by Joey Wilson-Brooke
The events of January 7th at the office of the French magazine Charlie Hebdo shocked the western world to its core. One of the fundamental values in Western culture was attacked; our freedom of expression – a basic human right. We all remember the slogans that mapped the changing attitudes towards these attacks: ‘Je suis Charlie’ rippled across the world on a wave of social media until some people found their voice to confront popular opinion. For those who had opposed the magazine’s controversial cartoons, articles and attitudes, a new tag embodied their disgust: ‘Je suis Ahmed,’ taking the name of the Muslim police officer gunned down in the line of duty defending the publication. But why does this recap of well-known events matter? It matters because we can’t be expected to understand the fallout without remembering the initial incident. The incidents at Hebdo kicked off 2015, but what did they culminate in?
May 5th saw Charlie Hebdo receive an award from the PEN American Centre, a branch of PEN International. This award was the Oxfam Novib/PEN Freedom of Expression Award and it proved a little controversial for those who felt the magazine’s cartoons were offensive. As the Economist bluntly put it, ‘PEN is not giving Charlie Hebdo the “We Like Your Cartoons” award’ but a prize for ‘courage’. What did spark interest was when well known PEN advocates in the literary world, such as Michael Ondatjee, Peter Carey and others, withdrew from the event on this grounds. People took this as a sign to discredit PEN’s actions but really, this was simply the right of the writers to express their own, personal feelings. This controversy was another incident where people were forced to find their feet on the ever shifting line that is freedom of expression.
In September, UK attitudes to the Syrian refugee crisis became a hot topic when the image of the drowned toddler, Aylan Kurdi, surfaced on the front pages of tabloids and newspapers. Soon, even papers that had been delivering discouraging messages about the refugees had taken up an empathetic line. Charlie Hebdo lived up to its reputation, publishing cartoons about the boy that have been denounced as “racist…and ideologically bankrupt” and resulting in another hashtag surging, ‘Je ne suis pas Charlie’ – I’m not Charlie. However, some feedback towards the cartoons interpreted the magazine as critiquing “European sensibilities”. Side-lining my own opinions on the matter, the debate over the meaning behind these cartoons demonstrates my argument earlier that expression is rarely black and white. Hebdo continues to make society question not only where we stand, but also where they stand on such topics.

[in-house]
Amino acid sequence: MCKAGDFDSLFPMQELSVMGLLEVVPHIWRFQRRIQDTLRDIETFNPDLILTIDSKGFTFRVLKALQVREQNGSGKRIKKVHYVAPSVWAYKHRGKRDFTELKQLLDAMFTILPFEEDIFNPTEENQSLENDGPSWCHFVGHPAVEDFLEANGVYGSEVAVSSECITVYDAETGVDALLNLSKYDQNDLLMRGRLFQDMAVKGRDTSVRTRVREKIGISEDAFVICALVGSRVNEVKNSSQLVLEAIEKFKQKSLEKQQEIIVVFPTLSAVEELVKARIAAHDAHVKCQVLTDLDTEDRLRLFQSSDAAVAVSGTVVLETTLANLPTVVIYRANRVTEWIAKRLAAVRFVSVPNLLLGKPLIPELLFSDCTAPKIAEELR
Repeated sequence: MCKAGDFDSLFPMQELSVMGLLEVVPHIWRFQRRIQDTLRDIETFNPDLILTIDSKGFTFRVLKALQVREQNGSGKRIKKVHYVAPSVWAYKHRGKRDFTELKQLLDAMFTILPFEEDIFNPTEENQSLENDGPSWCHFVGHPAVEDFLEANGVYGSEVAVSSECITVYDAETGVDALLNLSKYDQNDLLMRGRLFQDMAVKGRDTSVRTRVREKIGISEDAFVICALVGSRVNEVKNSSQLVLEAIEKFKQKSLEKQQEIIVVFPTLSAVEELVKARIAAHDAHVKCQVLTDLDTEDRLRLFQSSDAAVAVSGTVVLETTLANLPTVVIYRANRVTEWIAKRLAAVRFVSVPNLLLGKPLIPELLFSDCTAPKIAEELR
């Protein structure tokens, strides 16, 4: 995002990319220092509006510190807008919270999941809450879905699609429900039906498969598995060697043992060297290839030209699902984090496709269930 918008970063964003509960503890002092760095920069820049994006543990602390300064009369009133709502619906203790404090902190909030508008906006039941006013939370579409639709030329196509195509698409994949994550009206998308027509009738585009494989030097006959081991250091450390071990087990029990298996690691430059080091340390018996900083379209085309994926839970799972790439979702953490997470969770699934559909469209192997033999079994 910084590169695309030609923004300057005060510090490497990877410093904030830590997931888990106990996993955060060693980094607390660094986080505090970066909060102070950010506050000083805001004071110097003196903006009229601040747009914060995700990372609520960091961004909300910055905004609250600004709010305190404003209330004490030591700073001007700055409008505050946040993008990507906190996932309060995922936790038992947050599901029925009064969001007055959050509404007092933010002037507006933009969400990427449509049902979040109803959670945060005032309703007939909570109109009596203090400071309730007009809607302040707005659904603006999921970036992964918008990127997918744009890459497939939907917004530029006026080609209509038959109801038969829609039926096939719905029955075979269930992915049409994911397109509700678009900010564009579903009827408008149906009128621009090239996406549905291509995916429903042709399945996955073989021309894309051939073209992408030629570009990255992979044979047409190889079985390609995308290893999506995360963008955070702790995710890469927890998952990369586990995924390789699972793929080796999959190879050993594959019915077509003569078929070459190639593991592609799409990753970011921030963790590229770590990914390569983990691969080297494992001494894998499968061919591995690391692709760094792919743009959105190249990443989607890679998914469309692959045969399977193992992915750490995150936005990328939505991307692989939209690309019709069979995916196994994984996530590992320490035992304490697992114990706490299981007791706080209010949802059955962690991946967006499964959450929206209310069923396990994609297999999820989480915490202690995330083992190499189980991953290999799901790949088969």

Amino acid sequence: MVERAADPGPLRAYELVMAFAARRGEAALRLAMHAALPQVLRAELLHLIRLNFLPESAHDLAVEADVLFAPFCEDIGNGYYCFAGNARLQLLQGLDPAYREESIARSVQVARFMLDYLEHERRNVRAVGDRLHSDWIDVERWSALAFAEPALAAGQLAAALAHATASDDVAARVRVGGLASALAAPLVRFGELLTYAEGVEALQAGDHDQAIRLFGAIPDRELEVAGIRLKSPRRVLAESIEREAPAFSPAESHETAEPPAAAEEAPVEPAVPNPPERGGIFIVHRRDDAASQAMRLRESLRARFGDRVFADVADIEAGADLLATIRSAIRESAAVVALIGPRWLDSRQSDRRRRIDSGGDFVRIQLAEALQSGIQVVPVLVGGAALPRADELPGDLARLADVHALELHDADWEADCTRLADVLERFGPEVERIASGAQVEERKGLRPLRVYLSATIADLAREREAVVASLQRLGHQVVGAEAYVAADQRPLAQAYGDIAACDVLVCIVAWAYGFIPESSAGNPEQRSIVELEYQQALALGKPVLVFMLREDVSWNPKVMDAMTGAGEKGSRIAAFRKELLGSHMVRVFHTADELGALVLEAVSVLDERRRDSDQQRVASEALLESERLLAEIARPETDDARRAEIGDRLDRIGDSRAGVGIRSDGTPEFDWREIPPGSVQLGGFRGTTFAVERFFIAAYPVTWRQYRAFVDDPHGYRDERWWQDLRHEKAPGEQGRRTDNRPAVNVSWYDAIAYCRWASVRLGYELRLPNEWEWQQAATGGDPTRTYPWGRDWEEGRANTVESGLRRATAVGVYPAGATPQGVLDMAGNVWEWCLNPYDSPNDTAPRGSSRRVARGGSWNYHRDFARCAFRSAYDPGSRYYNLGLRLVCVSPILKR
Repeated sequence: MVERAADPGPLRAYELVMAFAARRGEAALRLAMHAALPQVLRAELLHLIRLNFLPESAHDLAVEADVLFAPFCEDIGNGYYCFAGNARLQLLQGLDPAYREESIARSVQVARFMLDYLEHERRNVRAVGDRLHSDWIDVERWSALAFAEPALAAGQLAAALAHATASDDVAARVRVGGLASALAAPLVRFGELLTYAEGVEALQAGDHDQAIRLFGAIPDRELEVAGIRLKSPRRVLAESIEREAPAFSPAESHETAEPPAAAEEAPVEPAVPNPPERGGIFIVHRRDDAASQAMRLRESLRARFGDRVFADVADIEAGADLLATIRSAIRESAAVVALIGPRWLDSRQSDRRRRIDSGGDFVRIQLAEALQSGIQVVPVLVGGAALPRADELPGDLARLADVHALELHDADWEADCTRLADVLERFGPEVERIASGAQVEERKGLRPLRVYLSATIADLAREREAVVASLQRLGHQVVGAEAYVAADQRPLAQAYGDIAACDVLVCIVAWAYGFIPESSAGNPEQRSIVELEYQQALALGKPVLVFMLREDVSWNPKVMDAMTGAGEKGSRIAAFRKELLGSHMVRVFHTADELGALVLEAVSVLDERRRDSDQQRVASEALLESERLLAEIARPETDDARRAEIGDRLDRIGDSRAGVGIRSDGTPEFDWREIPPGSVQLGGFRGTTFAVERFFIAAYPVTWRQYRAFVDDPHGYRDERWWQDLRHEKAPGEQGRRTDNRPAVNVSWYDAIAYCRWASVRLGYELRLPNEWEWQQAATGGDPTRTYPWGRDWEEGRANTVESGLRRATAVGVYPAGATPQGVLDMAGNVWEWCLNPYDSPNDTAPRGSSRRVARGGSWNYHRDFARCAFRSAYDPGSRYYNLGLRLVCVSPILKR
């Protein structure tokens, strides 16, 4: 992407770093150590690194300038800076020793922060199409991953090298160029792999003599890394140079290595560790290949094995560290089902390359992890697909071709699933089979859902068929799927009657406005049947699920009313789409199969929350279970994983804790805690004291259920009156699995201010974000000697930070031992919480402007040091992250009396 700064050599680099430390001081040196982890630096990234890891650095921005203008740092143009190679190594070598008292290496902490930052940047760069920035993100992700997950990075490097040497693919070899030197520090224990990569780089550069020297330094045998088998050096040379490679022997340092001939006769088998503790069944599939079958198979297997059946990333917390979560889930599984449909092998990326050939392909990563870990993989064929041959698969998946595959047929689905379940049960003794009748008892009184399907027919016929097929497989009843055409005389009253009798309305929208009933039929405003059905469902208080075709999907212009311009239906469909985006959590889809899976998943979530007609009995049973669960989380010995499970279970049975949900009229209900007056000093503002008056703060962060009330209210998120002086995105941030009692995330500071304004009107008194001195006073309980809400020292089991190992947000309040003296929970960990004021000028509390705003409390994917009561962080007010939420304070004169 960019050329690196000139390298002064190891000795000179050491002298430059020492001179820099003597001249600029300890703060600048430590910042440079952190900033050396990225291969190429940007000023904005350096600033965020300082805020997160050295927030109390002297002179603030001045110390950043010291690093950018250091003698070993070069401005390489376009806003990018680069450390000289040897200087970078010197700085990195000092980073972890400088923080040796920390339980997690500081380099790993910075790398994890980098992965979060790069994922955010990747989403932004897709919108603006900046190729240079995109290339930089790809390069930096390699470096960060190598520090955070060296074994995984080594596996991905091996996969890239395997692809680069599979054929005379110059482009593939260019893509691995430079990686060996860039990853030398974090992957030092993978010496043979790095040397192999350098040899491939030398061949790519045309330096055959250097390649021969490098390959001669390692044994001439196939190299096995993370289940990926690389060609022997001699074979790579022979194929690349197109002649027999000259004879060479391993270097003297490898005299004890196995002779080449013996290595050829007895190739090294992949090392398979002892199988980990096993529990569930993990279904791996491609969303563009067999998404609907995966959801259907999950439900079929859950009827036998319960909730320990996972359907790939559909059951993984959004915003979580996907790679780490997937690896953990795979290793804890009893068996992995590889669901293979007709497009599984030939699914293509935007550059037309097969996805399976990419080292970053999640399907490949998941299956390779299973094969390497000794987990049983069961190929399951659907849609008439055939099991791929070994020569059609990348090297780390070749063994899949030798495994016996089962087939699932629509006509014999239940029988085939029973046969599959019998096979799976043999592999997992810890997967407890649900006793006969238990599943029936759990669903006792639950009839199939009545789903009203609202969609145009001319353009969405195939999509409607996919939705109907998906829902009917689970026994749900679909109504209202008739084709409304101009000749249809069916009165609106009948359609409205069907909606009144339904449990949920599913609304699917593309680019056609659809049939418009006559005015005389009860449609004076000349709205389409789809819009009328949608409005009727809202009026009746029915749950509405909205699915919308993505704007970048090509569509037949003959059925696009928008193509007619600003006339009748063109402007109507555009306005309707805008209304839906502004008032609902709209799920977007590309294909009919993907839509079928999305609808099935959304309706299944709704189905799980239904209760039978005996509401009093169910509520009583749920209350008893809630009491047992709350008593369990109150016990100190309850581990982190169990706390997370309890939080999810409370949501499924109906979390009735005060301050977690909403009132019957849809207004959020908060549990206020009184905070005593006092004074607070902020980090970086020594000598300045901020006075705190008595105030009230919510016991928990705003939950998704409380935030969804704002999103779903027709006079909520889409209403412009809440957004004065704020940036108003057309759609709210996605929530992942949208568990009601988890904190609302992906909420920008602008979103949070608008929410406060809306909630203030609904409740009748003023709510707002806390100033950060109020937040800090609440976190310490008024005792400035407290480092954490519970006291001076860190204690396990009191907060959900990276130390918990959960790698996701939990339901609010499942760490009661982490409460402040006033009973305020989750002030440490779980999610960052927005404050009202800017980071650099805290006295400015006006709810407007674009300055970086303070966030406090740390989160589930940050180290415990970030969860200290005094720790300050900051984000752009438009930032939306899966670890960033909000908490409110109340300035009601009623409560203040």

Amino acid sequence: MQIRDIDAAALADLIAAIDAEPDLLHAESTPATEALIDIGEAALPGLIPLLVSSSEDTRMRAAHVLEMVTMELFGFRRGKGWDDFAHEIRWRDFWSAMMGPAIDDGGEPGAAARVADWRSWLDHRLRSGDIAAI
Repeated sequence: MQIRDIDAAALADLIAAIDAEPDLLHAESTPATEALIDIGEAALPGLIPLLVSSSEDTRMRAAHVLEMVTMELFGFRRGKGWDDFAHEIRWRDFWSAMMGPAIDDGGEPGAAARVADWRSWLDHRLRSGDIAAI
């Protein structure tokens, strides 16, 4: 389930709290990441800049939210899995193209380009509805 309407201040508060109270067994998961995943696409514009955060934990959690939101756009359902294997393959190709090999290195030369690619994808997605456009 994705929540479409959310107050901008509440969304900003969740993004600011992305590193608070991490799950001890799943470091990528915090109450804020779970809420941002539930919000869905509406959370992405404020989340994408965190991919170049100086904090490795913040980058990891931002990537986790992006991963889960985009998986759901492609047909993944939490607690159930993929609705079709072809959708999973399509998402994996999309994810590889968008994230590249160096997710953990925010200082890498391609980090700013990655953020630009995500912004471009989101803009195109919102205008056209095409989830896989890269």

As jihadi origin stories began to emerge last year, university campuses began to be labelled a hot bed for radicalism by the government. Theresa May introduced legal sanctions in the counter-terrorism bill, putting pressure on universities across the country to prevent radical ideas from entering their ‘academic world’. In doing so, questions of ‘no platforming’ on campus began to emerge and the status of censorship on campus was brought to a culmination in Spiked Online’s review (UoY used to be in the green but it’s now amber).
(For a more detailed perspective on no-platforming, check out co-chair Madeleine Stone’s comment piece here!)
This has only been a whirlwind tour of some of the key moments in freedom of expression last year. The point to this however is to argue that, regardless of your stance on the events of 7th Jan 2015, after Hebdo ‘freedom of expression’ became the phrase on everyone’s lips. The issue was brought to the public eye. We started to question when we had moved so past the line that it became a dot, and what it means to live in a technological age where what we say can be repeated again so easily. Freedom of expression became not simply a right but a treasure, something to be thankful to but also to be used with care and consideration. We learned to think a little.